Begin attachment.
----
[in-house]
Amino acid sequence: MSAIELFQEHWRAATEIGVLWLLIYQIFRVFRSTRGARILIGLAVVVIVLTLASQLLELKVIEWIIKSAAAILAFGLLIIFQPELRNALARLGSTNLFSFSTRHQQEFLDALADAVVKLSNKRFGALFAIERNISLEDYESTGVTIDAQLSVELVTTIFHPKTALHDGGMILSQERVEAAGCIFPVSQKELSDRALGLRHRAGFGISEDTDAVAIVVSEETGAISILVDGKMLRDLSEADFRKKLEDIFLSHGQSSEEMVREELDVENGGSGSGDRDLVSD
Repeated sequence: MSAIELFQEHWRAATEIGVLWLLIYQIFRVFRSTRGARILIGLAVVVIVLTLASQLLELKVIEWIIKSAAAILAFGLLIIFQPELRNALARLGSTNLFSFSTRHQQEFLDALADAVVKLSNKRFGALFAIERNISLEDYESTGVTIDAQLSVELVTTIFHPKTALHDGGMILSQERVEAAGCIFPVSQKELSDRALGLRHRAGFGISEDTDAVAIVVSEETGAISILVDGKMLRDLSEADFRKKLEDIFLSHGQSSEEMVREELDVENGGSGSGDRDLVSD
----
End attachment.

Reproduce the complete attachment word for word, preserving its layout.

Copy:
[in-house]
Amino acid sequence: MSAIELFQEHWRAATEIGVLWLLIYQIFRVFRSTRGARILIGLAVVVIVLTLASQLLELKVIEWIIKSAAAILAFGLLIIFQPELRNALARLGSTNLFSFSTRHQQEFLDALADAVVKLSNKRFGALFAIERNISLEDYESTGVTIDAQLSVELVTTIFHPKTALHDGGMILSQERVEAAGCIFPVSQKELSDRALGLRHRAGFGISEDTDAVAIVVSEETGAISILVDGKMLRDLSEADFRKKLEDIFLSHGQSSEEMVREELDVENGGSGSGDRDLVSD
Repeated sequence: MSAIELFQEHWRAATEIGVLWLLIYQIFRVFRSTRGARILIGLAVVVIVLTLASQLLELKVIEWIIKSAAAILAFGLLIIFQPELRNALARLGSTNLFSFSTRHQQEFLDALADAVVKLSNKRFGALFAIERNISLEDYESTGVTIDAQLSVELVTTIFHPKTALHDGGMILSQERVEAAGCIFPVSQKELSDRALGLRHRAGFGISEDTDAVAIVVSEETGAISILVDGKMLRDLSEADFRKKLEDIFLSHGQSSEEMVREELDVENGGSGSGDRDLVSD